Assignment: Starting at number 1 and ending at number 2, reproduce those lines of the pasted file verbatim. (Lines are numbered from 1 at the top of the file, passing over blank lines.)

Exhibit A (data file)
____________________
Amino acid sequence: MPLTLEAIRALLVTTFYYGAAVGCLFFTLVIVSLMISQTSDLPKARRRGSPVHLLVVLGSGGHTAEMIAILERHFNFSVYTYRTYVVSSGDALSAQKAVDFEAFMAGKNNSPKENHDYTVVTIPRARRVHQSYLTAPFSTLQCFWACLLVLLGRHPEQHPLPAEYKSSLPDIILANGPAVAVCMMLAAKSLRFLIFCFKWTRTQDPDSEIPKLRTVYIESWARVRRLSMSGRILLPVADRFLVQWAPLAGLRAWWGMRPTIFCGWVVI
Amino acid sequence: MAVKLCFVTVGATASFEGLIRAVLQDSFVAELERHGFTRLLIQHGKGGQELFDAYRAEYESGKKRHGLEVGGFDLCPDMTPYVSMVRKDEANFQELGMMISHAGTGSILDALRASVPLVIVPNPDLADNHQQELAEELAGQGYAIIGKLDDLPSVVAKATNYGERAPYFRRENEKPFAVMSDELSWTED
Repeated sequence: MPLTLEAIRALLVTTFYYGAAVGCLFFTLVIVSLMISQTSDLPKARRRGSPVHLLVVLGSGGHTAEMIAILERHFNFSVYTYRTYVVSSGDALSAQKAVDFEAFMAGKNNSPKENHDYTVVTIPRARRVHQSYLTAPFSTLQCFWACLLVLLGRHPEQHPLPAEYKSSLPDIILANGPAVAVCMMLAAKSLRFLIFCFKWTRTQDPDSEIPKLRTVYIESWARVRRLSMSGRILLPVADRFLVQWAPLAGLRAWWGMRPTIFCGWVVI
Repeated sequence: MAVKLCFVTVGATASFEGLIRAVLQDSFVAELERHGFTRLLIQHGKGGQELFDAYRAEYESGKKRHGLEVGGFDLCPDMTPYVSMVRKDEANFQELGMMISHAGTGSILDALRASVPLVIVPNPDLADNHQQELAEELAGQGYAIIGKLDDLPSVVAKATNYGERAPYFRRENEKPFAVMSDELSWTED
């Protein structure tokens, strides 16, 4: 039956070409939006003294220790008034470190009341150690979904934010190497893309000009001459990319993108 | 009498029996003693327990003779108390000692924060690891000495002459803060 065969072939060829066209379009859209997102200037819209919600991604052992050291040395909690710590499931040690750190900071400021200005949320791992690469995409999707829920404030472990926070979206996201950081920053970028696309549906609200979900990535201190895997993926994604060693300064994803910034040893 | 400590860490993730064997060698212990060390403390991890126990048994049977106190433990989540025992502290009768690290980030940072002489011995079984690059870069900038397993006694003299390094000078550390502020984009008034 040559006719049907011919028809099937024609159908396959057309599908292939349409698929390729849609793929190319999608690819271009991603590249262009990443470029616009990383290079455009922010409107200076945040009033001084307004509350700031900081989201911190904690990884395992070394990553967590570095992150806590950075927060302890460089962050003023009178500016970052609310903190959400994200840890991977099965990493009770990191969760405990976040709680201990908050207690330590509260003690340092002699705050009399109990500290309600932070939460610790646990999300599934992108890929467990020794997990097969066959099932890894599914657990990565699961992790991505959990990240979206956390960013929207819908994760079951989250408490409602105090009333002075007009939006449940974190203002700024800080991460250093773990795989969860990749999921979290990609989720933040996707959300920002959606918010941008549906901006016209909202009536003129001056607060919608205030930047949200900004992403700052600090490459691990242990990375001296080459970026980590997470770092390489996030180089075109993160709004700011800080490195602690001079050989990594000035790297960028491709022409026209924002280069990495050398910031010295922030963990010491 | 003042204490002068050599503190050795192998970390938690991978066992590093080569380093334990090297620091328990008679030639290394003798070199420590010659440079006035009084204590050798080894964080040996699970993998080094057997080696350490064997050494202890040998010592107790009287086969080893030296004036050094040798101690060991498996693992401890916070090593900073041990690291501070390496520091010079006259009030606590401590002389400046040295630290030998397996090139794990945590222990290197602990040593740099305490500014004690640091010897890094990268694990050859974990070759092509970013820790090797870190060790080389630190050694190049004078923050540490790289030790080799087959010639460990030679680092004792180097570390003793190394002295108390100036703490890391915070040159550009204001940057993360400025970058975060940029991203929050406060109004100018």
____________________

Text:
Amino acid sequence: MPLTLEAIRALLVTTFYYGAAVGCLFFTLVIVSLMISQTSDLPKARRRGSPVHLLVVLGSGGHTAEMIAILERHFNFSVYTYRTYVVSSGDALSAQKAVDFEAFMAGKNNSPKENHDYTVVTIPRARRVHQSYLTAPFSTLQCFWACLLVLLGRHPEQHPLPAEYKSSLPDIILANGPAVAVCMMLAAKSLRFLIFCFKWTRTQDPDSEIPKLRTVYIESWARVRRLSMSGRILLPVADRFLVQWAPLAGLRAWWGMRPTIFCGWVVI
Amino acid sequence: MAVKLCFVTVGATASFEGLIRAVLQDSFVAELERHGFTRLLIQHGKGGQELFDAYRAEYESGKKRHGLEVGGFDLCPDMTPYVSMVRKDEANFQELGMMISHAGTGSILDALRASVPLVIVPNPDLADNHQQELAEELAGQGYAIIGKLDDLPSVVAKATNYGERAPYFRRENEKPFAVMSDELSWTED